Summary: Everything that is important for the growth of God’s kingdom is also difficult.

Tuesday of 7th Week in Easter Time

May 26, 2009

The gift of prophecy is a lot like spiritual dynamite. It can be used to build up or to tear down. False prophets abound–think of the damage that has been done by charlatans like Joseph Smith or Jim Jones. St. Paul himself in his earliest writings warned the churches to test everything–that is to seek corroboration of any spiritual utterance.

So it had to be unnerving, as he left Ephesus for his last pastoral visit to the neighboring churches, to hear prophet after prophet tell him that 1) he must go to Jerusalem to witness the Gospel and 2) his reward would be imprisonment and affliction. “Gee, Lord,” he might have asked, “if that’s your rewards, what are your punishments like?” Theresa of Avila said something like that when she conversed with Christ. She complained about all the gossip about her as she reformed her convent, and Jesus said “that’s how I treat my friends.” Theresa replied, “No wonder you have so few!”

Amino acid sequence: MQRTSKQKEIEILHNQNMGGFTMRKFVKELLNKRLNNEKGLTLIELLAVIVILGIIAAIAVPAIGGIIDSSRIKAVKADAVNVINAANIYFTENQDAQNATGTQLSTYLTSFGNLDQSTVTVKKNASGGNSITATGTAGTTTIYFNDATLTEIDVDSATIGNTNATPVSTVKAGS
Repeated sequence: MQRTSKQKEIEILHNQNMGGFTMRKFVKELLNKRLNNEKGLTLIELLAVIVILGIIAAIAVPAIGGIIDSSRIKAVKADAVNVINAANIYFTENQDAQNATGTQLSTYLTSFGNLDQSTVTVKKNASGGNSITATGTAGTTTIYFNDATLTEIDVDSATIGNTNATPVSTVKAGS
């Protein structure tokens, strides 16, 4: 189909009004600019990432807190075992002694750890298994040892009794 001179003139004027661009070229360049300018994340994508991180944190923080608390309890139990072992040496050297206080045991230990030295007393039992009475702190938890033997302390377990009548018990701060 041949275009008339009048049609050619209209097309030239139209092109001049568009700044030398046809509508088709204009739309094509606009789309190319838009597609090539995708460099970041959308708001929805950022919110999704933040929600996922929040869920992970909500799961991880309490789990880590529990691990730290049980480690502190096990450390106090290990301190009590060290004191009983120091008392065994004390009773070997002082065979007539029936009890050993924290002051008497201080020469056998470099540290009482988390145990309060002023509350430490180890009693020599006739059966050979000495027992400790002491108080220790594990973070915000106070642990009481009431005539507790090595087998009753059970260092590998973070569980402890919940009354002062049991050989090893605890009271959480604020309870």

Chesterton said “Christianity has not been tried and found wanting. It has been found difficult and not tried.” If anything is good and important, it is also difficult. Thus it is with turning this school around. It’s taken nine years and we are still not in a golden age. Much is left to do, and it’s time for new leadership to do it. We have, however, come a long way. Nine years ago, none of the students knew the Marianist doxology because none had interiorized the Marianist life. Now they all recite it daily as part of the three-o’clock prayer, and some leave here with a true devotion to Mary and things Marianist. That’s what Fr. Joe and I intended in 2000, and that’s a good foundation to build on. Let’s pray for the new builders and the new living stones who will fill our corridors in August. And if you have a moment, please pray for those of us whom God is calling to new battles, new campaigns.

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